rotation by 90º. If A was a rightward shear that pushes j-hat
one unit to the right, the inverse of a would be a leftward shear
that pushes j-hat one unit to the left. In general, A inverse is the unique transformation
with the property that if you first apply A, then follow it with the transformation A inverse, you end up back where you started. Applying one transformation after another
is captured algebraically with matrix multiplication, so the core property of this transformation
A inverse is that A inverse times A equals the matrix that corresponds to doing
nothing. The transformation that does nothing is called
the “identity transformation.” It leaves i-hat and j-hat each where they
are, unmoved, so its columns are one, zero, and zero, one. Once you find this inverse, which, in practice,
you do with a computer, you can solve your equation by multiplying
this inverse matrix by v. And again, what this means geometrically is
that you’re playing the transformation in reverse, and following v. This nonzero determinant case, which for a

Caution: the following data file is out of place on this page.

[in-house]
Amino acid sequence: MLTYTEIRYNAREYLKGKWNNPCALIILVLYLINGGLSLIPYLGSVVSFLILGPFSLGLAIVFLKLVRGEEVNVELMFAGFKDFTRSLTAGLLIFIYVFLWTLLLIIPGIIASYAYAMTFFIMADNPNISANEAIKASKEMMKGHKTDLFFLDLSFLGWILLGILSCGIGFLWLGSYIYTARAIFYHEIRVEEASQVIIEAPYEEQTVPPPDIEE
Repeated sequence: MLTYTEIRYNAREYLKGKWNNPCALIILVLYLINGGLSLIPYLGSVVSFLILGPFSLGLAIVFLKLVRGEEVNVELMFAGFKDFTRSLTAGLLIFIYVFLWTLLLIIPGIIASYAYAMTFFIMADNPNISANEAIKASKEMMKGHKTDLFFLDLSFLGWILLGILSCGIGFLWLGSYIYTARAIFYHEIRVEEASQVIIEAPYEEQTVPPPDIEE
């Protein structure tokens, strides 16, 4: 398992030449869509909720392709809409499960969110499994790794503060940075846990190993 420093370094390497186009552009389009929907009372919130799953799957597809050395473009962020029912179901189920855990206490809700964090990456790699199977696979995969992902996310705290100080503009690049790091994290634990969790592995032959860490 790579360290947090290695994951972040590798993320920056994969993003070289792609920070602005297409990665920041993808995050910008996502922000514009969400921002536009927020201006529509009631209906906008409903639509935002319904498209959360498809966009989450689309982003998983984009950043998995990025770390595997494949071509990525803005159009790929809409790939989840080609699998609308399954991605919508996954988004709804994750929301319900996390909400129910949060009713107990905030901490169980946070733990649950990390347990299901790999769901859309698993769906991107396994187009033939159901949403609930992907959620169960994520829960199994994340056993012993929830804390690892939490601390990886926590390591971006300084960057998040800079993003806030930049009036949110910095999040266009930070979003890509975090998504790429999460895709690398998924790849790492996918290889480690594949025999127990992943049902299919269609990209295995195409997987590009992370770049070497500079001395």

random choice of matrix is by far the most likely one, corresponds with the idea that if you have
two unknowns and two equations, it’s almost certainly the case that there’s
a single, unique solution. This idea also makes sense in higher dimensions, when the number of equations equals the number
of unknowns. Again, the system of equations can be translated
to the geometric interpretation where you have some transformation, A, and some vector, v, and you’re looking for the vector x that lands
on v. As long as the transformation A doesn’t squish
all of space into a lower dimension, meaning, its determinant is nonzero, there will be an inverse transformation, A
inverse, with the property that if you first do A, then you do A inverse, it’s the same as doing nothing. And to solve your equation, you just have
to multiply that reverse transformation matrix by the vector v. But when the determinant is zero, and the
transformation associated with this system of equations squishes space into a smaller dimension, there
is no inverse. You cannot un-squish a line to turn it into
a plane. At least, that’s not something that a function
can do. That would require transforming each individual
vector into a whole line full of vectors. But functions can only take a single input